On Saturday, Peter drove us to the expo in Durban, about an hour from where we were staying. While I didn't realize it at the time, this ride to the expo and then a lunch with Ingrid's in-laws, was invaluable to me, as we drove most of the first of the 26 miles of the course. I realized a few things:
1. There were non stop rolling hills (I expected it to essentially straight up hill). There were lots of downhills too
2. There were lots of big uphills, many more than the 5 major hills listed (and named)
3. The roads were in good shape, far fewer potholes and rough roads than New York City
4. The incline "grade" seemed steep but runable. Many Comrades finishers talk about having walked every big hill, but these hills seemed runable to me (albeit slowly)
5. The sun was hot and a visor or hat was needed for sure and carrying a water bottle would be prudent.
The expo was awesome. We checked in a did some walking around. I bought a Comrades T-shirt with a rooster on it (when the race started in the 1920s, the call of a rooster served as the starting gun). The rooster sound was played when we started our race. I learned a lot about the history of the race at the expo. The spirit of helping your fellow man and working together was my biggest takeaway. The rules allow competitors to help fellow runners cross the finish line. We watched many runners being assisted (often carried) by other runners across the finish line. Simply amazing and inspiring!
Over 20,000 people would be running the race. 20,000 people running 54+ miles. Amazing! On our bibs, the number of completed comrades races is listed. 10 completed races gets you a green bib and you keep the race number forever. One of the coolest things about the race is seeing how many races people have run and talking to them about it. Sheba and I talked to a guy that was running his 43rd Comrades race!!! He was 64 years old. Saw tons of people with 20+ races. Saw one guy running the entire race backwards! Also heard one guy finished his 50th comrades!
Over the last month, I put together an awesome Spotify playlist of tunes for the race. The afternoon before the race, we learned that no music or portable devices are allowed. We did some research, and figured that we would get a warning before being disqualified, so 3 of us decided to bring our iPhones and music. I wore my iPhone in an armband, plugged in my headphones, and put the headphones in my race belt, thinking I would put them in my ears shortly after the start. But after the race started, I looked around and nobody had music on, plus I was really enjoying talking to other runners and listening to the crowd, so I ended up never listening to music. The day after the race, my right arm was a little sore from carrying my iPhone on my arm for 10+ hours.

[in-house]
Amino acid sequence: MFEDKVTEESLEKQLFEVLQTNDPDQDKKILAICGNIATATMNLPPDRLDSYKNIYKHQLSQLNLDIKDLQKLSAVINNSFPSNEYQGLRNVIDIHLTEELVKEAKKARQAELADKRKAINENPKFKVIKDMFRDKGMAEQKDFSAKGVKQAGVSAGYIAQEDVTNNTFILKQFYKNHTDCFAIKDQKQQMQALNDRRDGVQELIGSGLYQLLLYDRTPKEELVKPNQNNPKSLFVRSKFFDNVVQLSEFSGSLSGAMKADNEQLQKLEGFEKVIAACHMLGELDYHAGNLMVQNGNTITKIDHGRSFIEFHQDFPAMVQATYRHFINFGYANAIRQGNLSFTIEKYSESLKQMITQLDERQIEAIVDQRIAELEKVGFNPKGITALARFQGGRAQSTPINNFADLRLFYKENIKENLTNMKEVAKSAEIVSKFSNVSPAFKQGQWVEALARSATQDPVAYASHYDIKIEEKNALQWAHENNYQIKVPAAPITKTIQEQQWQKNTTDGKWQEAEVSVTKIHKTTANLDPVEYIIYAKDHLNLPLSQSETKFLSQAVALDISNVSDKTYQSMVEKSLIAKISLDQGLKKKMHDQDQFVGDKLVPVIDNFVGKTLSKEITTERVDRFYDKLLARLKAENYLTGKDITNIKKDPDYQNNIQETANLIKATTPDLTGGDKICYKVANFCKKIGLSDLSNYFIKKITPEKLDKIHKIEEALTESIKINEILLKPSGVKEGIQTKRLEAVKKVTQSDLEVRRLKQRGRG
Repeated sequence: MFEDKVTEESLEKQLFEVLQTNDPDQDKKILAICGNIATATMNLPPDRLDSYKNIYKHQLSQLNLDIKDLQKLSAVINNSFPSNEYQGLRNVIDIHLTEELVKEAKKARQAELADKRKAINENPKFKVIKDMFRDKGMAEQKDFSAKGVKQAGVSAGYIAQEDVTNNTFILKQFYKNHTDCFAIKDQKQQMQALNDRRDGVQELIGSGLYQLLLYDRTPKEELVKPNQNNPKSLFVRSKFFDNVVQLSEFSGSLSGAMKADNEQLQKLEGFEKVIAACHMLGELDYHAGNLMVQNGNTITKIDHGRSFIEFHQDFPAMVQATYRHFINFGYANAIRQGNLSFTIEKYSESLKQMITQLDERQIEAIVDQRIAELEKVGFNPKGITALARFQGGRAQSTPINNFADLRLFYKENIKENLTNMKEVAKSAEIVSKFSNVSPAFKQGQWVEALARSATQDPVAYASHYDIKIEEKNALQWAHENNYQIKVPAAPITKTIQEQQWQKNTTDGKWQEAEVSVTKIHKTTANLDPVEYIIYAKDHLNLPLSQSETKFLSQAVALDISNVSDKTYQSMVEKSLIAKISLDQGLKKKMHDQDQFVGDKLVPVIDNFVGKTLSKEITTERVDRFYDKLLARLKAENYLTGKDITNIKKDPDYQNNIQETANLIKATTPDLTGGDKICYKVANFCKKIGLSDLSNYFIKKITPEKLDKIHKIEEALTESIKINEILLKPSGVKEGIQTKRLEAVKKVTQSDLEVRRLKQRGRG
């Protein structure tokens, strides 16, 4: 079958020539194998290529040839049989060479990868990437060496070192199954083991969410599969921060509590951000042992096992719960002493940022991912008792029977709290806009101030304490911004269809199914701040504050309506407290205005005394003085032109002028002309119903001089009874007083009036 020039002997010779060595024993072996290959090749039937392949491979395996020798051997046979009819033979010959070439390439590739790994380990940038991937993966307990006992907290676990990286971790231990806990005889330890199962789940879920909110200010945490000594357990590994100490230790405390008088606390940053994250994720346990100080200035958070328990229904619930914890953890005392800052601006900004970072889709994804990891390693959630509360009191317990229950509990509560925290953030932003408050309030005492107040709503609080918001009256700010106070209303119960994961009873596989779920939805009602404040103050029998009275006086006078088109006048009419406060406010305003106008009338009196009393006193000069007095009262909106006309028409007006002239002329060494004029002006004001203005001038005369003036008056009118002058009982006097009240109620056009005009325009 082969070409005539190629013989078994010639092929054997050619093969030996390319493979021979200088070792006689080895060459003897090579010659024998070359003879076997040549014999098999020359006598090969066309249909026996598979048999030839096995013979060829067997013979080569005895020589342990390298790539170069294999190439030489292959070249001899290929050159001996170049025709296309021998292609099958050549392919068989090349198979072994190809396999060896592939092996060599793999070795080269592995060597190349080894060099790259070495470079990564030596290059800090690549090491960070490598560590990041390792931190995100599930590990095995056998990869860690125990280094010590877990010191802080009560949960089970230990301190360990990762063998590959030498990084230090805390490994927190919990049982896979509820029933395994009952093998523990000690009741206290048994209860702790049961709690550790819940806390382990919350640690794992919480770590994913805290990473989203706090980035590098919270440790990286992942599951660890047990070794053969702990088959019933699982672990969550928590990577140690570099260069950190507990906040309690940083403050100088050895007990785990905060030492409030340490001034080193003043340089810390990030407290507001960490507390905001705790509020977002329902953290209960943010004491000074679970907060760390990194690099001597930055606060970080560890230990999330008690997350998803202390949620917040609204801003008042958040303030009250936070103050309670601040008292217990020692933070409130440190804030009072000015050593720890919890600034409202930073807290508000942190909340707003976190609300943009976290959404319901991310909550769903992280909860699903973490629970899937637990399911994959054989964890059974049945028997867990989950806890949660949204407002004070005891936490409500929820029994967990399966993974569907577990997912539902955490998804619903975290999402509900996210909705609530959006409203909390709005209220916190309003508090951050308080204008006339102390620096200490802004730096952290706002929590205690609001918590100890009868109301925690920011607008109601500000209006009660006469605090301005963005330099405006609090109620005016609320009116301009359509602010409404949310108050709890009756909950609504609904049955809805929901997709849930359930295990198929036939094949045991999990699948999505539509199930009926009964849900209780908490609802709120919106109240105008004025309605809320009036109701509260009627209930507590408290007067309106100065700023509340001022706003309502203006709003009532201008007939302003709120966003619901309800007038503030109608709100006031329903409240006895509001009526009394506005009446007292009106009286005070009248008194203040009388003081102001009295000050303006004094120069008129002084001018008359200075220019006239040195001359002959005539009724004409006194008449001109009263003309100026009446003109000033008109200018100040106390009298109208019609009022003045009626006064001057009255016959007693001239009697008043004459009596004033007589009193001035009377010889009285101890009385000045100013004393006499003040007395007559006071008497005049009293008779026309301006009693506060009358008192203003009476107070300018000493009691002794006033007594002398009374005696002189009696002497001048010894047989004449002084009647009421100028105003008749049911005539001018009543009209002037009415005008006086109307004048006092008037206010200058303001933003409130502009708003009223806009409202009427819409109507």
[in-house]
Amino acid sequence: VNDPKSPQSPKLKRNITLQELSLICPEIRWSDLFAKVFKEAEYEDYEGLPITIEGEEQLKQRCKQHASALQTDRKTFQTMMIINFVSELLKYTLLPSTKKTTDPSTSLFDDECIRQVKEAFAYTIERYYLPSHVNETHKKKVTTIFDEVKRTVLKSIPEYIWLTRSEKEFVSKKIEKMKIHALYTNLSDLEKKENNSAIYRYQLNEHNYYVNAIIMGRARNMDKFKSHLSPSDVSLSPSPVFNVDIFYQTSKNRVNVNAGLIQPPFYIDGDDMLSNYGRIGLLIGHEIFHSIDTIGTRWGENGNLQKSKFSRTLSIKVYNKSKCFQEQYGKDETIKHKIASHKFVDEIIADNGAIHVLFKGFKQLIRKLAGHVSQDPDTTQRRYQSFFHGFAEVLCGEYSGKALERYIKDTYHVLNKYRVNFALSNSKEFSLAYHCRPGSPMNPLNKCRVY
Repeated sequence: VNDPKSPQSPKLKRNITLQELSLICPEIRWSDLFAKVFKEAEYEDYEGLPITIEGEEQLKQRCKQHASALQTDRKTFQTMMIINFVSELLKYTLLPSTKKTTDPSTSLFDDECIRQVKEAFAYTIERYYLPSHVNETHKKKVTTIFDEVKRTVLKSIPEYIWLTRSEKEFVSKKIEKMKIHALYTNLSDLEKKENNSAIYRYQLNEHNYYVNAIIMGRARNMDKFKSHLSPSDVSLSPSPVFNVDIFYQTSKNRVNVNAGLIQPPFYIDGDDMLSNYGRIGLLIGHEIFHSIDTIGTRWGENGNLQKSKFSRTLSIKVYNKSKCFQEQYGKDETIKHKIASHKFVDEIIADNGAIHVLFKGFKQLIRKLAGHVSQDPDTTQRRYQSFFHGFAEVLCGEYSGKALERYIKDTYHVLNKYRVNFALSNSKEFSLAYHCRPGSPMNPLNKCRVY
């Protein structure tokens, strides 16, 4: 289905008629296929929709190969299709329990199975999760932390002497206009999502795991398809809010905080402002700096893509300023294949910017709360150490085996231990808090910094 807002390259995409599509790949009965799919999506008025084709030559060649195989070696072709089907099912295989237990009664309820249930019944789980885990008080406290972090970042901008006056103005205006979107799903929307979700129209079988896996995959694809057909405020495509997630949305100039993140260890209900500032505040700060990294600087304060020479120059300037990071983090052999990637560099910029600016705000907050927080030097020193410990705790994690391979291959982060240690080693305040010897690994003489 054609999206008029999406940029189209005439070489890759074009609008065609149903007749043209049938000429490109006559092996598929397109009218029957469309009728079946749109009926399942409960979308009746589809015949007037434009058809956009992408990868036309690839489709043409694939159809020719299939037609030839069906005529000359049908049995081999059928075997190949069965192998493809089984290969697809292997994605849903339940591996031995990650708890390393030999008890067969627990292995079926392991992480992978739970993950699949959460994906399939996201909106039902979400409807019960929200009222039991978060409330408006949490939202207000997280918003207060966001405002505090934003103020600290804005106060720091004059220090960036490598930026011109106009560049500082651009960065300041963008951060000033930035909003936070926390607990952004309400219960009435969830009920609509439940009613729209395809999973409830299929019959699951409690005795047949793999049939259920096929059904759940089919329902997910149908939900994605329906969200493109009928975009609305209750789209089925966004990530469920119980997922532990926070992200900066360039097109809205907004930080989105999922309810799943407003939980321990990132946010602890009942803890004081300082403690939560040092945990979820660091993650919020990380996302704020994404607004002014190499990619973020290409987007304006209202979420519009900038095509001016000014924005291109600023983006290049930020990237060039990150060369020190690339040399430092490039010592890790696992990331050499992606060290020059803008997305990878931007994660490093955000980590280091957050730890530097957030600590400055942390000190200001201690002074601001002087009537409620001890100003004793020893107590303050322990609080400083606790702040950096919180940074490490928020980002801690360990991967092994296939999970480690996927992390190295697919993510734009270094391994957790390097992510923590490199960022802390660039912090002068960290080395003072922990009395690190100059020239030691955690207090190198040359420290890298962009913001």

We made dinner at our hotel the night before the race, and I was hoping to get 7+ hours of sleep. My clock was clearly confused, and ended up getting about 3 hours.
I awoke at 215am, ate breakfast (oatmeal, 5 fruits, and flaxseed). Desiree, Peter's wife, a 12 time comrades finisher, made us oatmeal with salt. Peter arrived at 3:40am and we left for hour long drive to Durban at 3:45. The drive wasn't bad, and we got to downtown Durban around 4:45. It was crowded with runners as well as club goers, as one of the clubs was still open. As I got out or the car, I noticed a gang of African locals chasing after a guy, and they caught him right in front of our car (the guy being chased went down hard in front of (and then under) our car. They took something from him that looked like drugs and then scattered about. A little unsettling. We then walked about 10 minutes to the race start
Video of us walking to the start line about 5am - Ingrid, Sheba, Katie, and Rachel
We waited in the porta potty lines for quite a while, right up against the strict 5:15am cutoff to be in your cue or start all the way in the back of the race. Sheba and I were in the same corral ("D"), and we got to our corral at 5:14am, which was overflowing and we couldn't even get into our corral until people moved up. Note for next year or future Comrades runners - while the line to the porta potties was super long, when we walked to our corral, there was NO LINE for the porta potties next to the entrance of our corral. Next time (if there is one), we will use those porta potties.
The South Africa national anthem was played, then a local song was sung by all locals (there are less than 2,000 international runners (denoted by a blue bib) and less than 200 runners from the United States (less than 1% of the runners). Then they started playing the Chariots of Fire theme song, which pumped everybody up, the the rooster called, and we were on our way.
It was super crowded, much more than I expected, and it was impossible to run at my own pace for the first 10 miles or so, really most of the race. During the second mile, I talked to a guy that was doing his 25th comrades and asked him "how long before the race opens up so we can move around", and he replied in about 87 kilometers" (which is the length of the entire run). So, at that moment, I accepted that I wouldn't be running my own pace for this race. As I say all the time, "you get what you get"
I was surprised by how many spectators were out on the course at 530am. Totally packed. Like a way of life for people. It was truly motivating. My favorite spectators were the African women doing their "Africa call".. Love that! Throughout the race, I slapped countless number of kids' hand. Adorable little kids.